Prime Minister Trudeau promised that a new Nafta agreement would be a “win-win-win deal.  It wasn’t.  Canada got the “short end of the stick,” but the government is pulling out all the stops to spin it as a success.

The North America Free Trade Agreement (Nafta) is no more.  As of midnight September 30, it was replaced by a new pact, the United States Mexico Canada Agreement.  (USMCA)  What is glaringly obvious is that name of the new agreement doesn’t even mention Free trade Lorne Gunter of describes it best: “It is a managed trade deal, not a free trade one.”

A win-win-win agreement implies that all parties are better off when the deal is signed.  That won’t be the case for Canada and Mexico.  Both countries made concessions to the United States benefit.

On August 4, Prime Minister Trudeau swore he would protect Canada’s dairy supply management program, in a British Columbia interview, and repeated the claim in another interview at the end of the month.  That promise soured quicker than an unrefrigerated cup of cream in a hot room.

On October 1, Canadian dairy farmer woke to the news that they were giving the Americans access to another 3.5% of the dairy industry while eliminating Class 6 and 7 milk categories.  (milk used to process skim milk powder, milk protein or ultra-filtered milk) The 3.5% is over and above the 3.6% concession made to the Comprehensive and Progressive Agreement for Trans-Pacific Partnership.  (CPTPP) meaning the Canadian dairy industry will lose about 7% of its domestic market to foreigners.

The American’s successfully negotiated an increase in local content requirements for automobiles and parts to 75% from 62.5% and capped Canada’s duty-free auto export level at 2.6 million vehicles.  That is well above the current production of 2.1 million.  It also insulates Canada if President Trump imposes tariffs on cars using Section 232, the President’s National Security excuse.  Americans are still in the driver’s seat.

Canada did not win an exemption from the Section 232 tariffs levied on Steel and aluminum imports.

Canada gave in to US demands to extend patent protection for some prescription drugs from 8 years to 10 years.

Calling the new USMCA a success is the same as casual casino gamblers equating a losing session at the tables the price for having a “fun” night out.  There is no doubt that Canada is worse off under USMCA than it was under Nafta.

For the Bank of Canada, USMCA is a win. The deal lifts the shroud of uncertainty that had enveloped their economic forecasting crystal ball.  Bank of Canada Governor (BoC) Stephen Poloz has had to temper his economic outlook due to the uncertainty around the trade talks exacerbated by an ever-present risk of a Twitter tirade triggering a total collapse.  Mr Poloz is on record for saying that BoC policy was data-dependent, not headline dependent” but only a fool would believe that the state of the trade talks wasn’t part of the policy discussions.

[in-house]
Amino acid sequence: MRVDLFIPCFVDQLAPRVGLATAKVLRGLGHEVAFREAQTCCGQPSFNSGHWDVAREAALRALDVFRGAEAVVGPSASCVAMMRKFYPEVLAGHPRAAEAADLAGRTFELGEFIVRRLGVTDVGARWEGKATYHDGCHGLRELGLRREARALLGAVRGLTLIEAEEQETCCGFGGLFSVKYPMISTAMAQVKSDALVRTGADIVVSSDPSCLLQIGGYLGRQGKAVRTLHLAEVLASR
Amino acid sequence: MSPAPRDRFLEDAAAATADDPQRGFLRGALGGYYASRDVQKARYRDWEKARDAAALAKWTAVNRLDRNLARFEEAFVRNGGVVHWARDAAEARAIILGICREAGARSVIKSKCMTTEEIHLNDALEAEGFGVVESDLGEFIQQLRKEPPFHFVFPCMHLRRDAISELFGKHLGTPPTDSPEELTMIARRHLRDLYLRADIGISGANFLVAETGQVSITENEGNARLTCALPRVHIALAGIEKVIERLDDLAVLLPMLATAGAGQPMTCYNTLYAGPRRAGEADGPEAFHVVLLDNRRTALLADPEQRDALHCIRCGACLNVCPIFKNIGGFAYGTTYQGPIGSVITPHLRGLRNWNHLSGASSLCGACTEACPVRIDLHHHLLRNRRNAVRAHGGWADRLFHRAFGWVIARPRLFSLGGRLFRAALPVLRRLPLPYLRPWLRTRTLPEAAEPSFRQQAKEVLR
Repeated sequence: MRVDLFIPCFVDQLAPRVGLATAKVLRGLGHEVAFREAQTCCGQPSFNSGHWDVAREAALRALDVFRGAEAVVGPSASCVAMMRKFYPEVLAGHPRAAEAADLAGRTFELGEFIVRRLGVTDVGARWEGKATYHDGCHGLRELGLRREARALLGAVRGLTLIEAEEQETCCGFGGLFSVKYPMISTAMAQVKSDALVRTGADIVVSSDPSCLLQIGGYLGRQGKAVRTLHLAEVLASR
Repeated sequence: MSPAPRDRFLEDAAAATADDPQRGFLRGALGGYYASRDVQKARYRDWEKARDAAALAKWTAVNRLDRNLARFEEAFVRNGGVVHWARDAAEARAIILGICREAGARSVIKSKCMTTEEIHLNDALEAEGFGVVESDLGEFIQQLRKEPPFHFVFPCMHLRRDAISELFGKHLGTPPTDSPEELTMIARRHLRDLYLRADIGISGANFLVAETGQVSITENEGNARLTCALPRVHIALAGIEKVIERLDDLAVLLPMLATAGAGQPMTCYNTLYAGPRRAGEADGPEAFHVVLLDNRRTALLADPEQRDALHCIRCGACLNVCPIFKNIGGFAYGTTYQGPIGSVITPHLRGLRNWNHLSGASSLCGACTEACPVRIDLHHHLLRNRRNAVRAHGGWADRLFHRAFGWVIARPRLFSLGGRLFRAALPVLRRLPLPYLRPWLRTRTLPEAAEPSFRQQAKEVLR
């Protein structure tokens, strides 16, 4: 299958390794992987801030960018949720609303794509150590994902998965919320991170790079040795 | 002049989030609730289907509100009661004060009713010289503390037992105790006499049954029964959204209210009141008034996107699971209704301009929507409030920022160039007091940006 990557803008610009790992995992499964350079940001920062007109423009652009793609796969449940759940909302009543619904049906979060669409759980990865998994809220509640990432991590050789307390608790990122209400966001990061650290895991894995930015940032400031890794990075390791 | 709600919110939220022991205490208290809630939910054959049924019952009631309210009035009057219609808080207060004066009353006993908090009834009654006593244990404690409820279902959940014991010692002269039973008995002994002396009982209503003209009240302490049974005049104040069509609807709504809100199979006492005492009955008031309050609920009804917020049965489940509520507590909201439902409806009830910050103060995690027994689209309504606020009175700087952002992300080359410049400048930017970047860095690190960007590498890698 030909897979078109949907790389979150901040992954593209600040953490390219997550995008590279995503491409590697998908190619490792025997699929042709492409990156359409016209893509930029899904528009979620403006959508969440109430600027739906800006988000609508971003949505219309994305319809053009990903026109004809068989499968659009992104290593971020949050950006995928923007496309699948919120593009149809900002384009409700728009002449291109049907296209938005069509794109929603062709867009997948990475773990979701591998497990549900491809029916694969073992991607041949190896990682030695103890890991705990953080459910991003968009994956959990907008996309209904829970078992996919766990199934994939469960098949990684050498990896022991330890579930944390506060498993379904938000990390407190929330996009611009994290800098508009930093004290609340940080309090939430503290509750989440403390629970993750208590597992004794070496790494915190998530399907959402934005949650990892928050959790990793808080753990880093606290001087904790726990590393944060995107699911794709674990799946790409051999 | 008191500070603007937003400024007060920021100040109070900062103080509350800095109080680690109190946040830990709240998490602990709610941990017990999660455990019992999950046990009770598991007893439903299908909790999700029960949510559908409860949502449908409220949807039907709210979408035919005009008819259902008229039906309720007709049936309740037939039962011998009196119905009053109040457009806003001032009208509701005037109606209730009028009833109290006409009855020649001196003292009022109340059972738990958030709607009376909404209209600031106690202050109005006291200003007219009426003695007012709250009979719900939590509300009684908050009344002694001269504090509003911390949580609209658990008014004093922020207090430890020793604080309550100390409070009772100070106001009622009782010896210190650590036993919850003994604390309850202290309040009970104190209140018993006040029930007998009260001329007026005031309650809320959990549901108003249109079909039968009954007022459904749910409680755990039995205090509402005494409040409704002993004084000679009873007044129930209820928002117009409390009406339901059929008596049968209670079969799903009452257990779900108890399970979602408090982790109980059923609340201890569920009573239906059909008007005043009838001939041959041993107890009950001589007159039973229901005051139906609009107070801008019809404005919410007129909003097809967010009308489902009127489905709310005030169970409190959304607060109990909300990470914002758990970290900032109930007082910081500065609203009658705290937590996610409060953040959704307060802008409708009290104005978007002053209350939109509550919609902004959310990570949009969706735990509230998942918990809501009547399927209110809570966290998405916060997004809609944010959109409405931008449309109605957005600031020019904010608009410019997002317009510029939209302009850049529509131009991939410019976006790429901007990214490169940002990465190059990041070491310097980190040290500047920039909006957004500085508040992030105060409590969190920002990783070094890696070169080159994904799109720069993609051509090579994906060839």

Bank of Montreal economists concluded that the new agreement means the BoC will not only hike interest rates at the October 25 meeting but do so again at the January 9, 2019 meeting.  The Canadian dollar rallied on the news of a trade agreement, extending earlier gains from better than expected July GDP data.The rally halted at the 78.25 cent level (USDCAD 1.2880) as the euphoria from the news faded.

Financial markets and traders are shifting their focus to the more mundane macroeconomic influences, and one of the major influences is the price of oil.  West Texas Intermediate, (WTI) the North American benchmark price for crude has risen 32% since February 13 and posted a new 2018 high on October 3 when it touched $76.86/barrel.  The rally is because of President Trump’s hostile view of Iran.  He pulled the US out of the Joint Comprehensive Plan of Action, (JCPOA) which is also known as the Iran Nuclear deal. in May and levied sanctions.  The full effect of the sanctions  take effect on November 4.  After that date,  according to the Wall Street Journal, “all companies and individuals will be barred from buying Iranian oil, conducting business in Iran’s ports or shipping industry, and they will be required to cut ties to Iran’s insurance sector and dealings with its central bank.  If they don’t comply, they face severe US penalties which include barring access to the US market.  The correlation between the Canadian dollar and WTI has frayed over the past months but appears to be reasserting itself at the moment.  Higher WTI prices will support the Canadian dollar, or at least slow losses, despite the hefty discount between WTI and Canada’s benchmark export, Western Canada Select (WCS)

The new USMCA may not be a “win-win-win” deal, like Prime Minister Trudeau says.  However, it is hugely superior to the alternative of a no-deal which may have resulted in 25% tariffs on Canadian cars.  President Trump leveraged the size and scale of the US economy to bully Canada and Mexico into giving him minuscule trade concessions, that in terms of the $19 trillion American economy, will amount to little more than a rounding error.  The real spin is Trump calling it a win, rather than by its true name, extortion.